UNHCR starts planning for eventual return of Iraqi refugees
GENEVA, April 25 (UNHCR) - The UN refugee agency today unveiled a preliminary plan for the eventual return and reintegration of up to 500,000 Iraqi refugees. At the same time, the agency said it would continue to be prepared should new refugees decide to flee insecurity in Iraq.
"Return and reintegration will be among the major challenges in post-conflict Iraq," said UNHCR spokesman Ron Redmond, announcing the plan at a press briefing in Geneva Friday.
"Along with the rapid changes now taking place in Iraq, UNHCR is shifting its primary focus from contingency preparations for a possible refugee influx into neighbouring states to laying the groundwork for the eventual return of hundreds of thousands of Iraqi refugees," he added.
UNHCR's preliminary repatriation and reintegration plan has been designed for up to 500,000 Iraqi refugees, out of an estimated 900,000 now in the immediate region and beyond.
Redmond stressed that repatriation to Iraq can only happen when the political climate is right and the environment conducive for voluntary return, adding that this is unlikely to happen soon but that UNHCR must be ready to act when the time comes.
"At the same time, we still need to be prepared for any possible outflow from Iraq, where continuing insecurity and the fragile religious and ethnic tensions could yet result in new displacement," he cautioned. "So for the time being, we will maintain our current levels of readiness in neighbouring countries."
The UN refugee agency has so far committed less than $30 million to those preparations, primarily stockpiles and equipment that can eventually be used inside Iraq or elsewhere, as needed.
The budget for the preliminary repatriation and reintegration plan - $118 million over eight months - is still within the levels of UNHCR's existing Iraq emergency budget of $154 million. The agency's work will be part of the overall UN humanitarian effort in Iraq under the UN Humanitarian Co-ordinator.
UNHCR's preliminary plan covers such sectors as shelter, domestic needs, protection, legal assistance and monitoring, as well as transport and logistics for returnees. It contains planning figures for numbers of possible returnees; identifies the benchmarks that need to be in place before organised returns begin; describes potential obstacles; and defines the agency's role under its international mandate to provide solutions for refugees.
The planning figure of 500,000 possible returnees is based on several groups. Of the 212,000 Iraqi refugees living in neighbouring countries, mainly Iran (where there are 202,000), UNHCR estimates approximately 165,000 could eventually return home. Another 183,000 Iraqis live in industrialised countries, where most of them are well integrated and might be reluctant to go back to Iraq at this stage. Nevertheless, the UNHCR plan provides support for the possible return of about 35,000 of them.
There are also some 84,000 Iraqi asylum seekers in various countries and the plan assumes that about three-quarters of them - about 60,000 - will repatriate. Finally, there are approximately 450,000 Iraqis who never formally sought asylum but who lived in refugee-like situations - mostly in Jordan and Syria. The planning figure projects that 50 to 60 percent of these people (or about 240,000) could eventually go home.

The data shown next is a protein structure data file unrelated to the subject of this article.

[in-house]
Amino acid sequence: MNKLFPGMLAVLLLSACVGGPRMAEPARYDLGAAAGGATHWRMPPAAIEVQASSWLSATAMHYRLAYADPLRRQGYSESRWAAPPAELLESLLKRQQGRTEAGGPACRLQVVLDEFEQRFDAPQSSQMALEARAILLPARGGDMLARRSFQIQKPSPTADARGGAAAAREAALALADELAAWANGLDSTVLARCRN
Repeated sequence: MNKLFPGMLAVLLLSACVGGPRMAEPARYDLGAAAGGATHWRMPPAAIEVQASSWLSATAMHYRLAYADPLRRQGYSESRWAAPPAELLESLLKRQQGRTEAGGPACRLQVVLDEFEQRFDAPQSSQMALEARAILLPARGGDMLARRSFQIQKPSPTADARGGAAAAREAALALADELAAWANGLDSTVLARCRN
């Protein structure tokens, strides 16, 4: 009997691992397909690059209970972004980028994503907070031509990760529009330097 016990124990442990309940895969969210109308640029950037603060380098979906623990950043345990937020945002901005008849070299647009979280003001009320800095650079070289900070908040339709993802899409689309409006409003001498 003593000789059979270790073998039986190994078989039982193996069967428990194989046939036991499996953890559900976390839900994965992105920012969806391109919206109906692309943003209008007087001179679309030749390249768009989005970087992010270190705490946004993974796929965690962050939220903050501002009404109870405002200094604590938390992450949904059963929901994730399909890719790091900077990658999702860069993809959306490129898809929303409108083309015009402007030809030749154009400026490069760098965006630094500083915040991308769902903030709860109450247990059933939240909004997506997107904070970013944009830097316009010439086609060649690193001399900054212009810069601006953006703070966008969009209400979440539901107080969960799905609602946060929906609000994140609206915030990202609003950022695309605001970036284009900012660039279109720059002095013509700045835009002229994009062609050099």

"While there will undoubtedly be people returning on their own before stability and security are in place, UNHCR will only support return when some basic principles are met," said Redmond, adding that these benchmarks include the ability to provide for the physical, material and legal safety and well-being of the returnees.
Under its preliminary plan, UNHCR has stated that the authorities in Iraq must be able to assure the returnees' physical safety, including an end to violence and insecurity and the establishment of operational law enforcement institutions. In the early phases of return, the returnees must have access to means of survival and basic services like potable water, food and health services. Over the longer term, measures must be put in place to ensure sustainable reintegration. Returnees must also have redress for human rights violations, non-discrimination and unhindered access to justice.
The refugee agency has also emphasised that returns must be voluntary and conducted in a safe and dignified manner, and that the special protection needs of vulnerable persons must be met. UNHCR must be given unhindered access to returnees at all stages of the return process.
UNHCR will focus largely on its traditional protection and legal activities, including complicated property issues and the physical and legal protection of particularly vulnerable groups.
Elaborating on the scope of the agency's work in Iraq, Redmond said that although the plan does not address the needs of internally displaced people, UNHCR's experience in places like the Balkans has shown that in situations of post-war recovery in ethnically diverse areas, many of the problems faced by returning refugees are also shared by internally displaced people.
"In such cases," Redmond said, "UNHCR has provided protection and assistance to both groups and could do the same in Iraq, where many refugees and internally displaced people originate from the same areas, were forced out of their homes for similar reasons and are likely to face similar problems upon return."
"We're already preparing for repatriation, but there's still a long way to go," he cautioned, adding that the preliminary plan for return and reintegration does not change UNHCR's earlier appeal for governments to temporarily halt any forced returns of rejected Iraqi asylum seekers.